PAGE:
Brooke or Mashall as supreme commanders instead of Eisenhower

Have tried to visualise MacArthur in command in Europe.
Was he diplomatic enough not to creat a rift between Churchill and FDR after he spoke to Churchill a few times to many? Maybe Mac can tell Arthur Harris that his bombers are better used against beach defenses than blowing up Berlin?

And why did Ike not command Bomber Harris to obey and target area of Ikes choosing?

McArthur, De Gaulle, Patton, Monty on the same continent can be explosive.

Unfortunally for US soldiers i think that Mac could order the US army to move toward Berlin
 
To put it mildly, the British and Russians had more command training than the American army? American historIan's are not generally critical of their WW2 command?

Proof is necessary, as I have read nothing of the kind. These absolute statements are not generally supported by the record.
Sure, the Russian had command training and a great officers school, but they were gutted by the purges. That is why the Soviet units were to slow to react during Barbarossa. The officers did not dare to take initiative etc in fear of the NKVD.
 
Except for the following;
1. The Americans who did command in WW2 were Fox Conner men. They were far better prepared as staff and command in their careers than your average Russian or British field grade of the same era. Most of them had WW1 experience at field grade and knew the shambles of the AEF . They knew how to plan from nothing. They knew logistics far better than their allies and they came up with the WALLY plan that won the war in the west. That was Europe. See 3.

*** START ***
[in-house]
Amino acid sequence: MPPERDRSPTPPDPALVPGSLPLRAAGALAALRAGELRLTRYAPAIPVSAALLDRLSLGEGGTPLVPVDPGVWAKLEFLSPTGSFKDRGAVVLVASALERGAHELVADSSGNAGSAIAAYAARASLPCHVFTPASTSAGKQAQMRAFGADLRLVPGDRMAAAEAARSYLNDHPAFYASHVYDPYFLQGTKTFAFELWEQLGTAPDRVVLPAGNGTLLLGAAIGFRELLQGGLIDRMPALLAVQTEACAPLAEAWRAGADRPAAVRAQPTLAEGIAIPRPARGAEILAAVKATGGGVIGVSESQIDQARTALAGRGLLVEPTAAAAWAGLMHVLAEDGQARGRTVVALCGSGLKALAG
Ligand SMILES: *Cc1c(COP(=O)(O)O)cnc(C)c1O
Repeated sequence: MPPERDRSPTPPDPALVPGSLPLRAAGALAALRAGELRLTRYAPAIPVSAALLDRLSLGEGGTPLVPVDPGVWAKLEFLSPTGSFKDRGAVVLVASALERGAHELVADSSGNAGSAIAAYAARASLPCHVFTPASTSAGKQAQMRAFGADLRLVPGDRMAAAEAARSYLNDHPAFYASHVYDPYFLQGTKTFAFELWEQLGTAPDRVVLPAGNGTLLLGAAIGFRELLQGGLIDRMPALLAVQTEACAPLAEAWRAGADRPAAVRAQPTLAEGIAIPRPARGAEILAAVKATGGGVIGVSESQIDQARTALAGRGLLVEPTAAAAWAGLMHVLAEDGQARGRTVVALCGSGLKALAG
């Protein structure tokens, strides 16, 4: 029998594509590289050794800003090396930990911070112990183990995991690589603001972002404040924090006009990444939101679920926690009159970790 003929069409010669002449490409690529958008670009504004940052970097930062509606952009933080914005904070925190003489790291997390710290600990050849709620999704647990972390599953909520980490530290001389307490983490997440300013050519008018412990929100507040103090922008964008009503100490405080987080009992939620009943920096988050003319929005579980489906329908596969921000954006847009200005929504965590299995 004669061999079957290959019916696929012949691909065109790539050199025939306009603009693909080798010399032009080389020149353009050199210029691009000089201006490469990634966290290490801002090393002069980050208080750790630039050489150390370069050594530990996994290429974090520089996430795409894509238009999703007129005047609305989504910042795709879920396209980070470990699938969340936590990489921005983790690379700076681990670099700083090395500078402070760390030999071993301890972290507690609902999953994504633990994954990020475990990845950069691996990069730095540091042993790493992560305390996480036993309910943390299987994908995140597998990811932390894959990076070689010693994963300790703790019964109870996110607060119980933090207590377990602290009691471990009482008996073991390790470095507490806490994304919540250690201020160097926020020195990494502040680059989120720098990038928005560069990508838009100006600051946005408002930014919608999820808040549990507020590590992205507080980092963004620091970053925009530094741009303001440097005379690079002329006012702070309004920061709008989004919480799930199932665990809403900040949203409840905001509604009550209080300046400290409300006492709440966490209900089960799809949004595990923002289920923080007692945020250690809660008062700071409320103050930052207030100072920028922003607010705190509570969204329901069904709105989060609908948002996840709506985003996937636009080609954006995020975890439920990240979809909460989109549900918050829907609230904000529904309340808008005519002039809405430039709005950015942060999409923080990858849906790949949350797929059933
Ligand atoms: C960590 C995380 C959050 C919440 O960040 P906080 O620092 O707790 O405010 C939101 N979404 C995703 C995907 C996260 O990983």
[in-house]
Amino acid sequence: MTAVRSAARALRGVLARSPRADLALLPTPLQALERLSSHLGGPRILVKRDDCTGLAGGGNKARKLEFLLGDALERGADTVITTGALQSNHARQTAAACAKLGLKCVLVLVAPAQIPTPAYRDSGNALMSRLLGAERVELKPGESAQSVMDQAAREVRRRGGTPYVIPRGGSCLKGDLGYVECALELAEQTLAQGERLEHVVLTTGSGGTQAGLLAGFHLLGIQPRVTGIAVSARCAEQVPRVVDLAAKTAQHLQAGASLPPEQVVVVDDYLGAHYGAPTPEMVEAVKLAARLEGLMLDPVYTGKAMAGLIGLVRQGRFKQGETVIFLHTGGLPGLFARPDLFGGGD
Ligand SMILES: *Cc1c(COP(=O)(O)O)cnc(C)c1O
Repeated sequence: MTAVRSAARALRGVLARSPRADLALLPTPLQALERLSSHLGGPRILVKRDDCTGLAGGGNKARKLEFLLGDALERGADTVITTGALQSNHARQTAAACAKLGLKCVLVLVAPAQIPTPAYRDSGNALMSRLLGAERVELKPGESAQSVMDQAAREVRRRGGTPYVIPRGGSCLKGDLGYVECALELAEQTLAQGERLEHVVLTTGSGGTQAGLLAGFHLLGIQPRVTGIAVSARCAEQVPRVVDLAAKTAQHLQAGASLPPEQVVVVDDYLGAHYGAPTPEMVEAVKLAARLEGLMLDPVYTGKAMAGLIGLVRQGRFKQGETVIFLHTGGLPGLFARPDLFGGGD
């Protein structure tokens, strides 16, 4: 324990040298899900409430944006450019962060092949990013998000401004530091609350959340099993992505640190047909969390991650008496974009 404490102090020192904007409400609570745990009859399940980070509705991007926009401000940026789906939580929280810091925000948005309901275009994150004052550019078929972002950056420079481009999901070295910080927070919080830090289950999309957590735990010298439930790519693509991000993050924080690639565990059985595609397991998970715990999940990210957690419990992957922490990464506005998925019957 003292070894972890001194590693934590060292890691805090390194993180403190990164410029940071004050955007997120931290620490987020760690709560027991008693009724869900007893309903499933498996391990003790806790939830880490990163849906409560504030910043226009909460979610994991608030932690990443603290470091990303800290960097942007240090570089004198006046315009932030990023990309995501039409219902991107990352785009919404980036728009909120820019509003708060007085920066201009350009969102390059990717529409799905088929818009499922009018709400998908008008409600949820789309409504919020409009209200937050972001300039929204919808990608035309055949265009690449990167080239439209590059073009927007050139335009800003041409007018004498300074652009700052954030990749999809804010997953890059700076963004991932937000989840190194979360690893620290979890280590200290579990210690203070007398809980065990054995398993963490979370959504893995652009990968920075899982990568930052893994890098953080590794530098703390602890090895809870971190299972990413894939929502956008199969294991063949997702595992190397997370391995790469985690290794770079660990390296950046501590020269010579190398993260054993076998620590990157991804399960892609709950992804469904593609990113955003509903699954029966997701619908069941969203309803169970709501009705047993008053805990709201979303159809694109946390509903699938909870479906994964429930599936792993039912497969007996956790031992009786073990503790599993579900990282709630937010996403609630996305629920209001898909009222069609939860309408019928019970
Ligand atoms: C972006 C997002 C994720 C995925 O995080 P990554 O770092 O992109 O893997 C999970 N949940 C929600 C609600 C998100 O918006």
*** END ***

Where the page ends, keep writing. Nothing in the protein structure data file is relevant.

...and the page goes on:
2. The Pacific? ABDA is the proof British Eastern Command were Amateurs. The Americans may have been saddled with MacArthur, but even he did better than Mountbatten at the operation art coalition war thing.
3. And there is the RAINBOW 5 plan. No general staff that generates and executes a plan (option C.), which rejected the defeatist claptrap of the Plan Dog memo can be ignored.
 
Except for the following;
They knew logistics far better than their allies
Except that there were too few transport companies sent to Europe, and almost permanent rationing of artillery ammunition...
and they came up with the WALLY plan that won the war in the west.
We won, so we were brilliant is a weak argument.
The only US authors I've seen who are actually seriously critical of US generalship in Western Europe are:
https://www.amazon.com/Battle-Western-Europe-Fall-Twentieth-Century-ebook/dp/B003TU1WKA
and Roger Cirillo.

It's not completely surprising given the long line of Eisenhower subordinates who served as Chiefs of Staff.
 
Except that there were too few transport companies sent to Europe, and almost permanent rationing of artillery ammunition...
The United States fought a global war and sustained Britain and Russia. Too few? There were enough.

We won, so we were brilliant is a weak argument.
"We" (I mean the Allies, because it took all of them in concert, no one ally could do it alone.) won because we (I mean the Americans, because the British had nothing, like a strategic plan, and neither did the Russians.) had a workable plan, which neither the British, nor the Russians did.

Also if you are going to use that source?

I'm an avid WWII reader, and I had thought that this book would fill a much needed hole in my own knowledge and the history of the period. It may for some readers, but whatever operational insights Adams tries to deliver get lost in unclear, unfocused writing.